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Iceland’s parental leave policy leads to baby boom

Iceland's parental leave policy leads to baby boomDespite the financial turmoil in the country, Iceland is still top in Europe about one thing – birth rates. At 2.14 children per woman, that makes the Icelanders the most prolific Europeans, and comparable to the US’ current baby boom. Now I was very proud that my having twins made me prolific by German standards (1.37 per woman in 2007) but the Icelandic women put my performance to shame.

A tongue-in-cheek article in a tabloid magazine attributed the high birth rates to the long Nordic nights and the want of something to do in the face of unemployment. This is a bit unfair really because birth rates are calculated as a yearly average and although nights in Iceland might be extra long in winter, they are extra short in summer. In addition, until the middle of last year, Iceland was one of the most prosperous countries in Europe, with the lowest unemployment rates. In other words, the birth rate statistics we are looking at now are from the pre-recession era.

According to Expatica, the reason behind the high Icelandic birth rates is the country’s parental leave policies.

You see, in Iceland there is not only maternity leave, but also paternity leave. After a baby is born, parents are entitled to a total of 9 months of parental leave, 3 months for the mom, 3 months for the dad (not necessarily in that order), and 3 months to be split between the two. During their time off, they receive 80% of their salaries.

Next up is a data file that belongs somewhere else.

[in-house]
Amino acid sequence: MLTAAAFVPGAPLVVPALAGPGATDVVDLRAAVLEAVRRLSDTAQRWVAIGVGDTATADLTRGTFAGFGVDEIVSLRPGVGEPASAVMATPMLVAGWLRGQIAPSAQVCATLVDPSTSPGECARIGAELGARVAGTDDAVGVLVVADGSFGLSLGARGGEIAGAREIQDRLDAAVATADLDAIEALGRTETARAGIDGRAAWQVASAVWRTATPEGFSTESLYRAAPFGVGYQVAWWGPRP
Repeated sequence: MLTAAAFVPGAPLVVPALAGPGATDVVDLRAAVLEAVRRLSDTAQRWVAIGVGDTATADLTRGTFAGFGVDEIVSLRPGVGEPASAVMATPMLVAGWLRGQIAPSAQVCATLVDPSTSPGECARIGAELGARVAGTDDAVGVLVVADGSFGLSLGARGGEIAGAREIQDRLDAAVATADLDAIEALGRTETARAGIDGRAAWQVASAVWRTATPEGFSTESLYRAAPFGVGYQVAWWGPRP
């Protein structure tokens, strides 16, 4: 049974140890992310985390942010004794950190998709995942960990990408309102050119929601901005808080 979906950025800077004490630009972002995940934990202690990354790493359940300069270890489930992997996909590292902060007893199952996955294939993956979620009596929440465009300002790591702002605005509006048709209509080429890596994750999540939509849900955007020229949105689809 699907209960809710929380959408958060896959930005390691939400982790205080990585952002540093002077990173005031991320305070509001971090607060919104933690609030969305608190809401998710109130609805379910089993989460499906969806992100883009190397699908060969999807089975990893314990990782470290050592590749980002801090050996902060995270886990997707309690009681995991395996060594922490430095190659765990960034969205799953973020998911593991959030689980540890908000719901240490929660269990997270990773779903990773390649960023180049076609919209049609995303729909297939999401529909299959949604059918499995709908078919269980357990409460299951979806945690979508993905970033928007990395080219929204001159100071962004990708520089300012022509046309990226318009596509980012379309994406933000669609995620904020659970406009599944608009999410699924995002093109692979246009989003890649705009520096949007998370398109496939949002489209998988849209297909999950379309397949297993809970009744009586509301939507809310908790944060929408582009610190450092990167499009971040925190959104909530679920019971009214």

Americans would say “wow, how generous” whereas other Europeans would say “what’s the big deal? Maternity packages in other Scandinavian countries are more generous.”

The key to Iceland’s success is the fact that paternity leave is compulsory! Daddy has to pull his weight and have his turn in nappy changing. In some countries, paternity leave is an option provided for by the law, but let’s face it, how many Daddies are really opting to stay at home?

The result of this fair division of labor between Mom and Dad is that employers are not prejudiced against hiring women. Mommy doesn’t get cheated out of a career. Daddy gets a chance to bond with baby. The country gets a baby boom. Everybody’s happy.

In the same note, German demographers are happy to report that German birth rates are up from 1.33 in 2004 to 1.37 in 2007. They attributed this trend to improved parental leave policies, largely due to the noble efforts of the German family minister Ursula von der Leyen, well-known for her beauty and elegance and her seven – yes seven – offspring.

The new German law provides that parents, mom or dad, get 65% of their salary for up to 12 months of parental leave. Unlike Iceland however, paternity leave is not obligatory. Still it seems that the new laws are good enough to encourage people to have more babies.

Of course, the current recession might be changing the birth rate trends, just like it’s changing things everywhere else. Let’s see what next year’s statistics will say.


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